I LOVE using books in my therapy sessions with kids of any age. Research suggests that reading to babies as young as 8 months of age can have a significant impact on early language development. In fact there is a ton of research (too many to list!) that indicate that reading to your child will have a positive impact on their expressive (oral) language development and later their literacy skills. One MRI study showed that children between the ages of 3 and 5 whose parents read to them on a regular basis had greater activation in areas of the brain that help with narrative comprehension and visual imagery, both key in the development of language and literacy.
Selecting the right book to read to your child, depends on their age, interests, and stage of language development. If you are the parent of a pre-schooler, you're going to want to avoid:
- lengthy and complicated story books especially books with no or few illustrations.
- E-books! In a study comparing an e-book with the same story in a paper book version, researchers found that children learned more from the paper book.
Factors such as repetitiveness, rhyme, colourful pictures, simple story structure, and interactiveness are positive factors to look for in books when you are reading to young children.
Today I'm going to share with you two of my absolute favourite repetitive books for young preschoolers and language delayed children.
How do repetitive books foster language development?
Repetitive books provide predictable and rhythmic language, both important factors in capturing your child's attention and helping them to remember important words and phrases. The predictable nature of repetitive books allows the child to grasp the content of the story with greater ease thereby decreasing the cognitive load. When the child has less to think about, there are more cognitive resources left for them to use language. Other benefits of repetitive books are:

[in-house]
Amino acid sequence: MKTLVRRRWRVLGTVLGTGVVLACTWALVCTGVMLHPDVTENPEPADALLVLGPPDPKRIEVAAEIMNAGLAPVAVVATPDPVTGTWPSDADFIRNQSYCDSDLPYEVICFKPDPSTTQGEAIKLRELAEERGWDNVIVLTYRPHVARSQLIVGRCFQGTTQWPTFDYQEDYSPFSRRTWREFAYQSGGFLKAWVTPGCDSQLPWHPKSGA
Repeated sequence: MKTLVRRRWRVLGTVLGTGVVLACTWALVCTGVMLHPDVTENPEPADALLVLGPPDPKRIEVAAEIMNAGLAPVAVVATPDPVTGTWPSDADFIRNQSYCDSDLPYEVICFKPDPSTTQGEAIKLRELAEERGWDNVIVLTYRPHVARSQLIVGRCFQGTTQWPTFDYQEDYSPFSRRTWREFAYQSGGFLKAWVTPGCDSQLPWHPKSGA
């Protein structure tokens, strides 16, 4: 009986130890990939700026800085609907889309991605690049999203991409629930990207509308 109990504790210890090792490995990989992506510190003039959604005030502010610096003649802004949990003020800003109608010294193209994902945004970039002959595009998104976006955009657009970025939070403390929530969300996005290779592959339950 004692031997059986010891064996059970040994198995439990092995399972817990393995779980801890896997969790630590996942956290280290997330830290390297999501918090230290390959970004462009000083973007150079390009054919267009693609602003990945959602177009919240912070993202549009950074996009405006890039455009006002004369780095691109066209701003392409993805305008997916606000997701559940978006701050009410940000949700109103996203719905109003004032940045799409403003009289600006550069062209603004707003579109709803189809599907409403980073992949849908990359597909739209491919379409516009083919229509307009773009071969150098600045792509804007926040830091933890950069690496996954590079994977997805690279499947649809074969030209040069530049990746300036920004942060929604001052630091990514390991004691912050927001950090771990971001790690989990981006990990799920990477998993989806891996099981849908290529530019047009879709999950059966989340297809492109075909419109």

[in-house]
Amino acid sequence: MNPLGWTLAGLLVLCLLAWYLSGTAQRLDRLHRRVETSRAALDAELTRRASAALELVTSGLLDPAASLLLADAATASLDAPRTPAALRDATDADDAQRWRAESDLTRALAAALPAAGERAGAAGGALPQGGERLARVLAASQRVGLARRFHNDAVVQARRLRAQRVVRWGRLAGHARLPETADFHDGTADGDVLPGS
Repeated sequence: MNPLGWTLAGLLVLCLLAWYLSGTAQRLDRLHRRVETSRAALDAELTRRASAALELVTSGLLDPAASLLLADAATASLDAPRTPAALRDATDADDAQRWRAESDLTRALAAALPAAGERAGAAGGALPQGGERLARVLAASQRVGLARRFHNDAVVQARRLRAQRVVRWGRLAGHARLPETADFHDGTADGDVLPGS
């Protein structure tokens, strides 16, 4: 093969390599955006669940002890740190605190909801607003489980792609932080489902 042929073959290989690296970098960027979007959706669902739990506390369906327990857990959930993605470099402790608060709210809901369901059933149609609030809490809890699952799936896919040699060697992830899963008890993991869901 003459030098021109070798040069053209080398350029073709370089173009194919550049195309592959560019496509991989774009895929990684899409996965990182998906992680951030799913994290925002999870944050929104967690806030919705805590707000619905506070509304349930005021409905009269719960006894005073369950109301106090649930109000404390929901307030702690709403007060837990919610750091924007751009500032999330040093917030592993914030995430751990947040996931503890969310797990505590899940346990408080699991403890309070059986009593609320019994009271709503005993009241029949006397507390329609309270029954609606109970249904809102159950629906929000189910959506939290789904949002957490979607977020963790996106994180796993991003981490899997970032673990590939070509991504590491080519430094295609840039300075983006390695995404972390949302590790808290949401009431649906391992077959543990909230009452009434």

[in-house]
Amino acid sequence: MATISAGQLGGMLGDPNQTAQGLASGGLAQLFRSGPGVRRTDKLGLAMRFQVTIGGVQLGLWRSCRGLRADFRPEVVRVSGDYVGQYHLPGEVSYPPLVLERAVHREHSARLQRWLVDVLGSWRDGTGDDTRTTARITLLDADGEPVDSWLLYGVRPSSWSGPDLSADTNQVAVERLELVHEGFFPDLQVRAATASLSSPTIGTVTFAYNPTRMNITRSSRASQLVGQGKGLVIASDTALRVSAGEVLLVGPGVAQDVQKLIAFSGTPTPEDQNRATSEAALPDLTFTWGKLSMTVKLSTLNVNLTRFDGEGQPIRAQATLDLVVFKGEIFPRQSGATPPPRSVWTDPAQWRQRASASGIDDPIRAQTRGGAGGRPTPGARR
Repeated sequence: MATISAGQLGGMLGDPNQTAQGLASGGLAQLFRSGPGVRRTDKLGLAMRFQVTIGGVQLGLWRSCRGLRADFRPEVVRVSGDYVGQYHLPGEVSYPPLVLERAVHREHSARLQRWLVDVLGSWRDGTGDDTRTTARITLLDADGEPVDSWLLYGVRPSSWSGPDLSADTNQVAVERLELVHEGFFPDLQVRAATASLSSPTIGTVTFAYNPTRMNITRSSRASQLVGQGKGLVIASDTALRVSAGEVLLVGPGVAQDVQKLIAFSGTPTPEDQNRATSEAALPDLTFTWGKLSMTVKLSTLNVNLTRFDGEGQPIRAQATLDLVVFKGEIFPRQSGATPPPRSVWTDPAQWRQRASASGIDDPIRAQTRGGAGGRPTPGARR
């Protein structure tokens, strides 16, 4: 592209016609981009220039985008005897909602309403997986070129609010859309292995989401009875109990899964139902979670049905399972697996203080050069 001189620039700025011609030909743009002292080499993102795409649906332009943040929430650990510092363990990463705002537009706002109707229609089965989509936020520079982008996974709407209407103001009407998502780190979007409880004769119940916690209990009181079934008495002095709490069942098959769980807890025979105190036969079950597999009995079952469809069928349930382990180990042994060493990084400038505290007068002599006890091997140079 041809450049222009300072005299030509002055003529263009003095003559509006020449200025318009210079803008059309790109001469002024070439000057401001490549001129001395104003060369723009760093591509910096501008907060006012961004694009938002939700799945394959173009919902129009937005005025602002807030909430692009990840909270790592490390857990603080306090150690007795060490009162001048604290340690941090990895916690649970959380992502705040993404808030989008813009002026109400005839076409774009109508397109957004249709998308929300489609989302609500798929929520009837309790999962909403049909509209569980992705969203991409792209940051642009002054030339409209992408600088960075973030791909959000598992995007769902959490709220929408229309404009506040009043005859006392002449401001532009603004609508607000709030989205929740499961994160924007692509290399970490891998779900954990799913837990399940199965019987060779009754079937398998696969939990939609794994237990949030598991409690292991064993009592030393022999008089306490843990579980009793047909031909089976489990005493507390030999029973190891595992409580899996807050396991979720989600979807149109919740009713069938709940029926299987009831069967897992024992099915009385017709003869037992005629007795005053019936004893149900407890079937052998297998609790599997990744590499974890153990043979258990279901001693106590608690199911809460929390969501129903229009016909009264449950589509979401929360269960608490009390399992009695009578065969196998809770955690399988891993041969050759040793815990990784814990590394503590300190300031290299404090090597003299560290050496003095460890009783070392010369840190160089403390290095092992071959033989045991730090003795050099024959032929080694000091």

- new vocabulary words are heard many times throughout the book
- as the child becomes familiar with the book, you can give them them the chance to 'fill in the blanks' of the repeated sentence
- certain language structures such as pronouns or prepositions may be used repeatedly throughout the book
- provides frequent practice of target speech sounds, if your child is having speech sound difficulties
Brown Bear, Brown Bear
By Bill Martin Jr, Illustrations by Eric Carle
Why I love it:
- Sliding Doors: I own the board book version of Brown Bear, Brown Bear which contains little sliding doors that your child can open to reveal what each animal sees. In my opinion, these doors make the book a thousand times better than the paper book version of the story which doesn't have flaps or doors. The sliding doors keep children engaged and I've noticed that children on the autistic spectrum particularly love them. They are nicer than paper flaps because they are super durable and can never be ripped out of the book. The doors give children a way to take a 'turn' in the story telling, they provide a 'surprise,' and allow for practice with prediction (have the child guess what will be behind the door!) and waiting (I always try and get their little hands to wait until I finish reading the question 'what do you see?' before I let them open the door). You can also use it as an opportunity to practice the word 'open.' As I write this, it occurs to me that my love of these sliding doors is so great that it could inspire an entire blog post!